Scientists Confront Academic Racism
Nearly 6,000 scientists signed a pledge to #ShutDownSTEM on June 10, the day of the Strike for Black Lives across higher education. (STEM is an acronym for science, technology, engineering and math.) They canceled lab meetings, halted research projects and actively confronted perceived racism in their institutions in solidarity with the Black Lives Matter movement. Particles for Justice physics collective members Brian Nord and Chanda Prescod-Weinstein helped develop the idea for the strike. They called on university science departments, national laboratories and all others engaged in scientific endeavors to stop business as usual for that one day.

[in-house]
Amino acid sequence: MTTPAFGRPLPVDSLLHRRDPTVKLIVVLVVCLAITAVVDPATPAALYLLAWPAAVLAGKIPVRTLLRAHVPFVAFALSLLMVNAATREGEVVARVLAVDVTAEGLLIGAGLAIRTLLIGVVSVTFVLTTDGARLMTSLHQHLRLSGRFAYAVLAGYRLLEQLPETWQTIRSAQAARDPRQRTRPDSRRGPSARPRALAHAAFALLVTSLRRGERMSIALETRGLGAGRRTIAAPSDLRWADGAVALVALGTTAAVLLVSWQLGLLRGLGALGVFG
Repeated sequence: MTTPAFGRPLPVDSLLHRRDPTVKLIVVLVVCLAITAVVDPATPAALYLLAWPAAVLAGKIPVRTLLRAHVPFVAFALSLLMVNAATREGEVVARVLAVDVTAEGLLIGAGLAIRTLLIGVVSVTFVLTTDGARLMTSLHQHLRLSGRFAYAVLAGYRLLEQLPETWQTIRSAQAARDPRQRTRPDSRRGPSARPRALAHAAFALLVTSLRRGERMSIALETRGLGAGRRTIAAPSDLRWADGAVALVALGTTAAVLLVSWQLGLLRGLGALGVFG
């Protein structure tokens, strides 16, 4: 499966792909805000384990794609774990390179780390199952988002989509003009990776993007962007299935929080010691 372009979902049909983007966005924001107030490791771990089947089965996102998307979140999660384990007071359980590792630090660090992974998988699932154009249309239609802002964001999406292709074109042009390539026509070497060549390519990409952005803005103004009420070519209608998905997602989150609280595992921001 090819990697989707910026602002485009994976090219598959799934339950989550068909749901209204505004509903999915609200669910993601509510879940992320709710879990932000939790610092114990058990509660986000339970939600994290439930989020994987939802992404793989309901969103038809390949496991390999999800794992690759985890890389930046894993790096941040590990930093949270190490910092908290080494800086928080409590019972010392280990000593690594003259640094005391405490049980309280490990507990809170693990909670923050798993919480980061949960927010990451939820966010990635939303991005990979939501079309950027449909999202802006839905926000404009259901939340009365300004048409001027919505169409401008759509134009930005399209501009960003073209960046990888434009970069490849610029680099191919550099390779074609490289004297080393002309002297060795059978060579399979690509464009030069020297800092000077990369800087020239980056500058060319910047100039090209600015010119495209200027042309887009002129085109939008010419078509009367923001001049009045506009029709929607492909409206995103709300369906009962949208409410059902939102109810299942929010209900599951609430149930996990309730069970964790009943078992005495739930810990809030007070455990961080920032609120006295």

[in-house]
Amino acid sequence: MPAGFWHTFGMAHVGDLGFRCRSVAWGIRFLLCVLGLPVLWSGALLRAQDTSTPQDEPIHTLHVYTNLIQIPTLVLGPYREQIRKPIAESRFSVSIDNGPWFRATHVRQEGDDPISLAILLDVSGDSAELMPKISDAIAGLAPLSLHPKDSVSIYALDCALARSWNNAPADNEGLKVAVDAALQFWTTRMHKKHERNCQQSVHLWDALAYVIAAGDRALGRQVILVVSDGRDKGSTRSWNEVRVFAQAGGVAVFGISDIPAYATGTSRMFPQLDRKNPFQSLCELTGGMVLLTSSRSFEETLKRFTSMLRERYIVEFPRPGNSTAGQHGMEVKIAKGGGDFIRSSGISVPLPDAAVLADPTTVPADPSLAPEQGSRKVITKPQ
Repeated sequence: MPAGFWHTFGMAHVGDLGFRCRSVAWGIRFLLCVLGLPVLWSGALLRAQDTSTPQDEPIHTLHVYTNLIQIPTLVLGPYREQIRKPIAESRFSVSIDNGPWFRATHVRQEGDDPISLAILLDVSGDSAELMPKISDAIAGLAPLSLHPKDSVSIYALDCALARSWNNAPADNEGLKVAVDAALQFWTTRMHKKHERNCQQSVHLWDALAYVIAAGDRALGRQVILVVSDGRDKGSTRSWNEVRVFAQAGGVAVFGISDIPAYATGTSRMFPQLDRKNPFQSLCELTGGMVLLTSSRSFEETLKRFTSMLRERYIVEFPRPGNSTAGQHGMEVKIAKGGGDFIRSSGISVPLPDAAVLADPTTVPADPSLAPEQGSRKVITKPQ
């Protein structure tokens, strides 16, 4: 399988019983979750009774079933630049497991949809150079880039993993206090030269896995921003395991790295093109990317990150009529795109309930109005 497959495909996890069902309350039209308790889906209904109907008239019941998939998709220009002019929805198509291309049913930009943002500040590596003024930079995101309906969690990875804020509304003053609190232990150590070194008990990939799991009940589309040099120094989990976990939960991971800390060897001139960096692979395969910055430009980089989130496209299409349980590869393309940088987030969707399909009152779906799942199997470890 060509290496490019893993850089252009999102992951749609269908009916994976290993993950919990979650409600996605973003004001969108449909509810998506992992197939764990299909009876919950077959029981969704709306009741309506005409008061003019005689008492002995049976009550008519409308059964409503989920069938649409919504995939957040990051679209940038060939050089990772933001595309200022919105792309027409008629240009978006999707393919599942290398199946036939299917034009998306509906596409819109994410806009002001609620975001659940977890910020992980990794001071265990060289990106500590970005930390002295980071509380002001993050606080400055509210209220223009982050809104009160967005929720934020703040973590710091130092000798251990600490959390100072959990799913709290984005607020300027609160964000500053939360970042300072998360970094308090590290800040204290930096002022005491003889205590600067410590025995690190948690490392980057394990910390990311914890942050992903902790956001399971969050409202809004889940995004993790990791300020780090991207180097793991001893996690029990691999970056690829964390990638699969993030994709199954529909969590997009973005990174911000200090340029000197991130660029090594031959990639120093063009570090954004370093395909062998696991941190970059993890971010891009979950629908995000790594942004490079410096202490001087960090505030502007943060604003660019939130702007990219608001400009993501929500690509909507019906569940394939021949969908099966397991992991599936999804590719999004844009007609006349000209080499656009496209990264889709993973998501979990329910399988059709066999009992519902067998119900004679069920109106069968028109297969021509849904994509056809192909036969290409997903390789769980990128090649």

The aim was educating themselves and their colleagues about the role of their own institutions in perpetuating white supremacy and creating concrete actions they could take to reduce anti-Black bias after the strike. According to the Pew Research Center, only 24 percent of college faculty members were nonwhite as of 2017, and a study published in the March edition of the journal BioScience found that Black, Latino, Native American and other underrepresented scholars account for only 9 percent of faculty members in STEM fields.